The Low Down on Investing in Property and Shares – Which is Right for You?

| March 27, 2014

Land For Sale checklist for investment property

Anyone who knows anything about money will know that one of the worst things you can do with savings is just leaving them lying around in your bank or even a regular savings account. Not only are interest levels from the majority of banks laughably low, you are also missing out on getting potentially huge returns and profiting from other investments. Sure, some investments can be risky. Indeed, all and every investment carries some degree of risk. But if you do your research right and are careful, these risks are very low, especially when you consider just how great a return you could get. Plus, where’s the fun in playing it safe? Nobody ever became successful by being overly cautious with their cash.

Investment checklist before investment

Investing can be hard work, but it is also a fun and educational activity, and once you have learnt the basics, it is one that will serve you for the rest of your life. Knowing, or deciding, what exactly to invest in can be tricky business. There are a few things to consider before you start, as these will influence your ultimate decision. Think about just how much money you’re dealing with here, and what your ultimate goals are, how much free time you have to monitor everything, and so on. Property and shares are, of course, the most popular ways in which to invest savings and money that is just otherwise doing nothing. But which is the way forward for you? Here are some pros and cons of each to help you decide and get your investment mind racing.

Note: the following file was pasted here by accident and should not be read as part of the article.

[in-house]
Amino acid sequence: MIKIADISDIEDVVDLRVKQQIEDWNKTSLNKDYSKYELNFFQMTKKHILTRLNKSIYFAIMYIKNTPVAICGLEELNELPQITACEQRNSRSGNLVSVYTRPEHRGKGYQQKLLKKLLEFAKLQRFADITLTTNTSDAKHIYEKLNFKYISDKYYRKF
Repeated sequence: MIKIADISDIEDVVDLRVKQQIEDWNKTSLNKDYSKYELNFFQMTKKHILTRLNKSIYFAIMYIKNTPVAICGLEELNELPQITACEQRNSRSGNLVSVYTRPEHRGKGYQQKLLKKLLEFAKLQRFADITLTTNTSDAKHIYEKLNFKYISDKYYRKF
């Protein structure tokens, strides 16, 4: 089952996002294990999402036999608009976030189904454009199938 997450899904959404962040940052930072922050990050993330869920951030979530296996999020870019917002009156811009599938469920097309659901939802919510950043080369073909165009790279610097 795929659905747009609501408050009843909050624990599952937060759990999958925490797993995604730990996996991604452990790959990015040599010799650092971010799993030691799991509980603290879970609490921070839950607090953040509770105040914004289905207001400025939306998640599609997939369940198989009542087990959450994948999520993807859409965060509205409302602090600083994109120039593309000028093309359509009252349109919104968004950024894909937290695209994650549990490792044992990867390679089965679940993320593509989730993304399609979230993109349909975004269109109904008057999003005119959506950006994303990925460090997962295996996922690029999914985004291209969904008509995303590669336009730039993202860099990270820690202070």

Investing in property

The property market is doing pretty well right now, with interest rates at their lowest in years, and has subsequently became an increasingly popular choice with Aussie investors hoping to make some money. According to an end of year report by top news site News.com.au, the property market rose to 9 per cent in 2013, a significant boost. However, despite the future looking bright and secure for property investment, the gains are predicted to be a tad more steady in 2014, so don’t be overly optimistic or expect it to rise too much more. 
One of the biggest cons of investing in property is that the property market is incredibly unpredictable, and trends are inconsistent from place to place, making it considerably hard to follow. Just take this data from real estate property valuation and risk evaluation experts RP Data, for example. According to their research, Australia’s house price growth can vary from as little as 1.8% to 14% in one place to another (Adelaide and Sydney retrospectively) in the same time period. Some of this is just common sense and requires a little foresight and research into housing trends, but it can still be confusing. It’s not all bad news from RP, though. In their Autumn Investors Guide, they have also predicted that while there will be various discrepancies, in the next decade house prices will double in as many as 250 Australian suburbs